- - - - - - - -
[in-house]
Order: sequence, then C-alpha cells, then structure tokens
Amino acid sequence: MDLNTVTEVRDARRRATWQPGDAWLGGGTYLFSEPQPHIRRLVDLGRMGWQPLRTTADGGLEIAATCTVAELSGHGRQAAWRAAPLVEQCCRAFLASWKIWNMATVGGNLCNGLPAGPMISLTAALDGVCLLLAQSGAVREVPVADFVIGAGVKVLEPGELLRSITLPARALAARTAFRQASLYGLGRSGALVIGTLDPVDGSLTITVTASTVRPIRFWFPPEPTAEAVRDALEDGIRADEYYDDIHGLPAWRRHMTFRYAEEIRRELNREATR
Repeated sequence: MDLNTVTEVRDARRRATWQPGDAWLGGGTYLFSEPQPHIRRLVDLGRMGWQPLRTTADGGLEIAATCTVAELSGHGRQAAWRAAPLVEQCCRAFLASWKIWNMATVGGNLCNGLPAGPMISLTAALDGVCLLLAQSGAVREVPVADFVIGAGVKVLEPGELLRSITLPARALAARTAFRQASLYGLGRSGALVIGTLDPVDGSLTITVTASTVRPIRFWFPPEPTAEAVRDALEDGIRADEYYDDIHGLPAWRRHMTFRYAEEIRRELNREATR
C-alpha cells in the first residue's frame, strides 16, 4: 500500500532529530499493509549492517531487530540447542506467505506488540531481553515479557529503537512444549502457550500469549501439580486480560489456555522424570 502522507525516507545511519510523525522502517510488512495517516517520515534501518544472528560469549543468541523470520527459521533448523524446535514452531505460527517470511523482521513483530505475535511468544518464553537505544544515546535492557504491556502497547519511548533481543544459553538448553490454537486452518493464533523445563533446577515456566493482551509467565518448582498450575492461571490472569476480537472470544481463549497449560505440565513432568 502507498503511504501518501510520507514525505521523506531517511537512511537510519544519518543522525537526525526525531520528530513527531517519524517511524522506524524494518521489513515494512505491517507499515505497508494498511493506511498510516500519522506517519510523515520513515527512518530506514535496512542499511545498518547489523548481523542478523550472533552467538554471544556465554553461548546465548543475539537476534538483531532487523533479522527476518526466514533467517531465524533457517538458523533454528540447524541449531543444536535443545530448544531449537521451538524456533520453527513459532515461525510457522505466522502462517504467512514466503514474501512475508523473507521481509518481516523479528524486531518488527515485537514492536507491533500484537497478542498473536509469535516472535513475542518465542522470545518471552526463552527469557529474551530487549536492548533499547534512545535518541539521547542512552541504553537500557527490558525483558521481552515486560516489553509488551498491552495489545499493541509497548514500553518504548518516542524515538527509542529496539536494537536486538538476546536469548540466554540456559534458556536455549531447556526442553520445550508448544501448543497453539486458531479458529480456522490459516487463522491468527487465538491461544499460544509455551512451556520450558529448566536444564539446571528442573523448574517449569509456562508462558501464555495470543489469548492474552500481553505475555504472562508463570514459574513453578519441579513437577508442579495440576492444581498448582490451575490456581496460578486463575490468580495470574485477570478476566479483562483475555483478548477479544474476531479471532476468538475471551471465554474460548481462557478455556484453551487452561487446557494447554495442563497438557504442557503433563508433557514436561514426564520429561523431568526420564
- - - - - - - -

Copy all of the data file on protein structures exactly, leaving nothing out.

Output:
[in-house]
Order: sequence, then C-alpha cells, then structure tokens
Amino acid sequence: MDLNTVTEVRDARRRATWQPGDAWLGGGTYLFSEPQPHIRRLVDLGRMGWQPLRTTADGGLEIAATCTVAELSGHGRQAAWRAAPLVEQCCRAFLASWKIWNMATVGGNLCNGLPAGPMISLTAALDGVCLLLAQSGAVREVPVADFVIGAGVKVLEPGELLRSITLPARALAARTAFRQASLYGLGRSGALVIGTLDPVDGSLTITVTASTVRPIRFWFPPEPTAEAVRDALEDGIRADEYYDDIHGLPAWRRHMTFRYAEEIRRELNREATR
Repeated sequence: MDLNTVTEVRDARRRATWQPGDAWLGGGTYLFSEPQPHIRRLVDLGRMGWQPLRTTADGGLEIAATCTVAELSGHGRQAAWRAAPLVEQCCRAFLASWKIWNMATVGGNLCNGLPAGPMISLTAALDGVCLLLAQSGAVREVPVADFVIGAGVKVLEPGELLRSITLPARALAARTAFRQASLYGLGRSGALVIGTLDPVDGSLTITVTASTVRPIRFWFPPEPTAEAVRDALEDGIRADEYYDDIHGLPAWRRHMTFRYAEEIRRELNREATR
C-alpha cells in the first residue's frame, strides 16, 4: 500500500532529530499493509549492517531487530540447542506467505506488540531481553515479557529503537512444549502457550500469549501439580486480560489456555522424570 502522507525516507545511519510523525522502517510488512495517516517520515534501518544472528560469549543468541523470520527459521533448523524446535514452531505460527517470511523482521513483530505475535511468544518464553537505544544515546535492557504491556502497547519511548533481543544459553538448553490454537486452518493464533523445563533446577515456566493482551509467565518448582498450575492461571490472569476480537472470544481463549497449560505440565513432568 502507498503511504501518501510520507514525505521523506531517511537512511537510519544519518543522525537526525526525531520528530513527531517519524517511524522506524524494518521489513515494512505491517507499515505497508494498511493506511498510516500519522506517519510523515520513515527512518530506514535496512542499511545498518547489523548481523542478523550472533552467538554471544556465554553461548546465548543475539537476534538483531532487523533479522527476518526466514533467517531465524533457517538458523533454528540447524541449531543444536535443545530448544531449537521451538524456533520453527513459532515461525510457522505466522502462517504467512514466503514474501512475508523473507521481509518481516523479528524486531518488527515485537514492536507491533500484537497478542498473536509469535516472535513475542518465542522470545518471552526463552527469557529474551530487549536492548533499547534512545535518541539521547542512552541504553537500557527490558525483558521481552515486560516489553509488551498491552495489545499493541509497548514500553518504548518516542524515538527509542529496539536494537536486538538476546536469548540466554540456559534458556536455549531447556526442553520445550508448544501448543497453539486458531479458529480456522490459516487463522491468527487465538491461544499460544509455551512451556520450558529448566536444564539446571528442573523448574517449569509456562508462558501464555495470543489469548492474552500481553505475555504472562508463570514459574513453578519441579513437577508442579495440576492444581498448582490451575490456581496460578486463575490468580495470574485477570478476566479483562483475555483478548477479544474476531479471532476468538475471551471465554474460548481462557478455556484453551487452561487446557494447554495442563497438557504442557503433563508433557514436561514426564520429561523431568526420564